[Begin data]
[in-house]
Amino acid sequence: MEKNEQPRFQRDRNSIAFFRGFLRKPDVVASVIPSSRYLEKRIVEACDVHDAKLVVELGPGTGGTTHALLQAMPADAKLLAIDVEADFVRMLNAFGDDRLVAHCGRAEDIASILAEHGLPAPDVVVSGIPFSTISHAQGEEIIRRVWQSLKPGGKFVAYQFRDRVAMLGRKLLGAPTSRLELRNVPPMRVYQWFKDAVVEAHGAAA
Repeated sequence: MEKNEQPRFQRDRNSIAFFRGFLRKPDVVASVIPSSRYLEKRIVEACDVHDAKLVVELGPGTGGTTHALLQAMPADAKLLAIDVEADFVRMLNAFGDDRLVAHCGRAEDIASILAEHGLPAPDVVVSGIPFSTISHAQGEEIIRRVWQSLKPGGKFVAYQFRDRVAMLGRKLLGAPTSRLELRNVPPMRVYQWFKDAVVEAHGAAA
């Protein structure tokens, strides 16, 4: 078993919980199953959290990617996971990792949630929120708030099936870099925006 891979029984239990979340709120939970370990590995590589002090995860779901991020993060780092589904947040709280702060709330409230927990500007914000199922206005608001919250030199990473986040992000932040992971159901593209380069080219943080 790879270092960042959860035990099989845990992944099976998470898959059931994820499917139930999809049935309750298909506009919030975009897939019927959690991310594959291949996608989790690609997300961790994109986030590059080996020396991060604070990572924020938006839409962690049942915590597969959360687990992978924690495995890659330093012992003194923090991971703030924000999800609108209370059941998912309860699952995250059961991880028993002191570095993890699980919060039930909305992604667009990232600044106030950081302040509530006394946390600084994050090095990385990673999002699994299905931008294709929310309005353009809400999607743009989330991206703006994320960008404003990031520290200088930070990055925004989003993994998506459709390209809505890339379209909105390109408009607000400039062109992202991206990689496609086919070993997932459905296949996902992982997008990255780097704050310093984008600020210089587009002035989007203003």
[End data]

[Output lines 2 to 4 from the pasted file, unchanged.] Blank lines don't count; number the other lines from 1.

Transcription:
Amino acid sequence: MEKNEQPRFQRDRNSIAFFRGFLRKPDVVASVIPSSRYLEKRIVEACDVHDAKLVVELGPGTGGTTHALLQAMPADAKLLAIDVEADFVRMLNAFGDDRLVAHCGRAEDIASILAEHGLPAPDVVVSGIPFSTISHAQGEEIIRRVWQSLKPGGKFVAYQFRDRVAMLGRKLLGAPTSRLELRNVPPMRVYQWFKDAVVEAHGAAA
Repeated sequence: MEKNEQPRFQRDRNSIAFFRGFLRKPDVVASVIPSSRYLEKRIVEACDVHDAKLVVELGPGTGGTTHALLQAMPADAKLLAIDVEADFVRMLNAFGDDRLVAHCGRAEDIASILAEHGLPAPDVVVSGIPFSTISHAQGEEIIRRVWQSLKPGGKFVAYQFRDRVAMLGRKLLGAPTSRLELRNVPPMRVYQWFKDAVVEAHGAAA
């Protein structure tokens, strides 16, 4: 078993919980199953959290990617996971990792949630929120708030099936870099925006 891979029984239990979340709120939970370990590995590589002090995860779901991020993060780092589904947040709280702060709330409230927990500007914000199922206005608001919250030199990473986040992000932040992971159901593209380069080219943080 790879270092960042959860035990099989845990992944099976998470898959059931994820499917139930999809049935309750298909506009919030975009897939019927959690991310594959291949996608989790690609997300961790994109986030590059080996020396991060604070990572924020938006839409962690049942915590597969959360687990992978924690495995890659330093012992003194923090991971703030924000999800609108209370059941998912309860699952995250059961991880028993002191570095993890699980919060039930909305992604667009990232600044106030950081302040509530006394946390600084994050090095990385990673999002699994299905931008294709929310309005353009809400999607743009989330991206703006994320960008404003990031520290200088930070990055925004989003993994998506459709390209809505890339379209909105390109408009607000400039062109992202991206990689496609086919070993997932459905296949996902992982997008990255780097704050310093984008600020210089587009002035989007203003």